The Department of Commerce's United States Patent and Trademark Office (USPTO) and the European Patent Office (EPO) announced today that they are preparing to launch a new service that will allow patent application priority documents to be exchanged between the two offices electronically. Priority documents have to be filed when applicants wish to claim an earlier application filing date in one patent office based on a prior filing in another. Claiming priority is a valuable tool for businesses wanting to pursue patent rights globally. The new service, which will be free of charge to applicants, is the result of a 2005 agreement between the USPTO and the EPO and will pave the way for faster and more efficient processing in each office.
Under the Paris Convention for the Protection of Industrial Property, a treaty that provides a number of important rights for innovators, a patent applicant may file an application in one Paris Convention member country (the priority document), and within 12 months, file corresponding applications in other member countries, while obtaining the benefit of the first application's filing date. This 12-month period allows applicants to make important decisions about where to file subsequent applications to seek protection for their inventions. Paris Convention filings are a critical component in many applicants' global business and patenting strategies and represent a substantial portion of worldwide patent activity. In order to obtain the benefit of an earlier filing, however, applicants are generally required to file paper copies of the priority document in each of the later-filing offices at their own expense. The new service will allow the USPTO and the EPO to obtain, with appropriate permissions, electronic copies of priority documents filed with the other office from its electronic records management system at no cost to the applicant.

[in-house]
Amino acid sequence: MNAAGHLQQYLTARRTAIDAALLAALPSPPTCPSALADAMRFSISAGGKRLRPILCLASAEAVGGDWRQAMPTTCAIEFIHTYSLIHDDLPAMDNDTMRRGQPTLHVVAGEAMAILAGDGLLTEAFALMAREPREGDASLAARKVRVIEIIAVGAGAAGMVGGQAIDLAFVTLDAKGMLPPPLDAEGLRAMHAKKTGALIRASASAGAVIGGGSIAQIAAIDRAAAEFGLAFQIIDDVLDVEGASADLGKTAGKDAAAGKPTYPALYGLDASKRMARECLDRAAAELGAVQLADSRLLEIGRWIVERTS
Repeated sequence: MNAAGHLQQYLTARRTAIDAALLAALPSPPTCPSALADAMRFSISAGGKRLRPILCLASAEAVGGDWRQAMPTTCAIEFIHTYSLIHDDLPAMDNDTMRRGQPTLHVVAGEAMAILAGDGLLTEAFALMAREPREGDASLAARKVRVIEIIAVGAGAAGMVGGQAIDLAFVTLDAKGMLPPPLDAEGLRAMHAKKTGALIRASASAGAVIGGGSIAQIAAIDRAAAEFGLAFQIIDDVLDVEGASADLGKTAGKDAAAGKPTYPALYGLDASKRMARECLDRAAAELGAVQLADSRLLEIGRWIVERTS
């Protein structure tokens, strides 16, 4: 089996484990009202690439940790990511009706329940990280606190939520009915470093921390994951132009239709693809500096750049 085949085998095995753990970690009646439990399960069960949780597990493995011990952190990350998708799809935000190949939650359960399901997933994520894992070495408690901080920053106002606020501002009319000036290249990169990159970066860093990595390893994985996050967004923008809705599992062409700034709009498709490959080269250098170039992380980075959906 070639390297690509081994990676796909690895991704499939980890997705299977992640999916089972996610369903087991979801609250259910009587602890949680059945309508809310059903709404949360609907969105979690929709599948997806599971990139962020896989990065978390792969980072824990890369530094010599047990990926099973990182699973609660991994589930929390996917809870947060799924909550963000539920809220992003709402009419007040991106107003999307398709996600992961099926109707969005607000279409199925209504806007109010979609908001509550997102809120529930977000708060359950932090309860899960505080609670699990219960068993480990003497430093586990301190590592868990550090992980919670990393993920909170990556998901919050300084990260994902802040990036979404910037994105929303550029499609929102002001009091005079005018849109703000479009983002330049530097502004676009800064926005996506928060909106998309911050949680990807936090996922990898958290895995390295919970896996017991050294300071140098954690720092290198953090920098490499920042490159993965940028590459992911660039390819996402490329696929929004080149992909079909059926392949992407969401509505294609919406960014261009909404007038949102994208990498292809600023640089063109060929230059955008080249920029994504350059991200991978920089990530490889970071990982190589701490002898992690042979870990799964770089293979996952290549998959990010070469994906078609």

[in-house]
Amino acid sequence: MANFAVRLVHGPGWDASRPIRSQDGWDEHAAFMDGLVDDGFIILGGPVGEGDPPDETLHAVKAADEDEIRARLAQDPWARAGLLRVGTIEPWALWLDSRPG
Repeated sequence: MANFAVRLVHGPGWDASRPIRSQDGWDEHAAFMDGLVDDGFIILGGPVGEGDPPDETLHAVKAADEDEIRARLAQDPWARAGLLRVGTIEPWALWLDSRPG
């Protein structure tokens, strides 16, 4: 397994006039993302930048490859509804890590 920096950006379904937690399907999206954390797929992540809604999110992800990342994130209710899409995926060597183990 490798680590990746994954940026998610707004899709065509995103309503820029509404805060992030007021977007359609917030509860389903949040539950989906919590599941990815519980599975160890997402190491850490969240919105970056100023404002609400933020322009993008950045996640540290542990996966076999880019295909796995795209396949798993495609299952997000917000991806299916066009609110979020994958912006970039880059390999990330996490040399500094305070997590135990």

"Electronic priority document exchange is a big win for both applicants and our offices," said Under Secretary of Commerce and USPTO Director Jon Dudas. "By leveraging our electronic file management systems, we can streamline our internal processing while providing our applicants with the substantial benefits of reduced expenses and paperwork."
"The realization of the electronic priority document exchange is a major step towards a user-oriented, efficient patent system and a good example of the excellent cooperation between the EPO and the USPTO," added EPO President Alain Pompidou. "It sets the standards for providing added value services in the future."
Testing of the new service will be complete in early December, and full production is expected to begin in January 2007. Further details will be made available by each office prior to full production.